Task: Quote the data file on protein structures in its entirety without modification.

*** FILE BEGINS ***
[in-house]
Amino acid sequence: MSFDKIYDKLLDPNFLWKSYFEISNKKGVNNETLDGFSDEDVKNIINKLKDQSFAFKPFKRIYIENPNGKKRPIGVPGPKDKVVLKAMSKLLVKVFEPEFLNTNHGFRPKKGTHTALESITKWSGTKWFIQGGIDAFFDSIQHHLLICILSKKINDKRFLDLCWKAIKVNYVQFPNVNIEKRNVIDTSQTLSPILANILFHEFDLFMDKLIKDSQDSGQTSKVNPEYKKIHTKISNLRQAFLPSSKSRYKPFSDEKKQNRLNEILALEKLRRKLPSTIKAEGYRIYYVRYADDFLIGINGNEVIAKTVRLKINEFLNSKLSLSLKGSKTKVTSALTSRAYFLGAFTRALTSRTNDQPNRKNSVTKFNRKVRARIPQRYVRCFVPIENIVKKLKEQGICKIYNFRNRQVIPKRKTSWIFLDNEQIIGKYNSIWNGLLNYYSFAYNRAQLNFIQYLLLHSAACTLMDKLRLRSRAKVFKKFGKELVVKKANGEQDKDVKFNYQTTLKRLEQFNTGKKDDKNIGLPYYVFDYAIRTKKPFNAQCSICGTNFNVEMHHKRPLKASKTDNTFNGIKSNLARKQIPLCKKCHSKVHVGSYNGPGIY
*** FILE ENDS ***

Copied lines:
[in-house]
Amino acid sequence: MSFDKIYDKLLDPNFLWKSYFEISNKKGVNNETLDGFSDEDVKNIINKLKDQSFAFKPFKRIYIENPNGKKRPIGVPGPKDKVVLKAMSKLLVKVFEPEFLNTNHGFRPKKGTHTALESITKWSGTKWFIQGGIDAFFDSIQHHLLICILSKKINDKRFLDLCWKAIKVNYVQFPNVNIEKRNVIDTSQTLSPILANILFHEFDLFMDKLIKDSQDSGQTSKVNPEYKKIHTKISNLRQAFLPSSKSRYKPFSDEKKQNRLNEILALEKLRRKLPSTIKAEGYRIYYVRYADDFLIGINGNEVIAKTVRLKINEFLNSKLSLSLKGSKTKVTSALTSRAYFLGAFTRALTSRTNDQPNRKNSVTKFNRKVRARIPQRYVRCFVPIENIVKKLKEQGICKIYNFRNRQVIPKRKTSWIFLDNEQIIGKYNSIWNGLLNYYSFAYNRAQLNFIQYLLLHSAACTLMDKLRLRSRAKVFKKFGKELVVKKANGEQDKDVKFNYQTTLKRLEQFNTGKKDDKNIGLPYYVFDYAIRTKKPFNAQCSICGTNFNVEMHHKRPLKASKTDNTFNGIKSNLARKQIPLCKKCHSKVHVGSYNGPGIY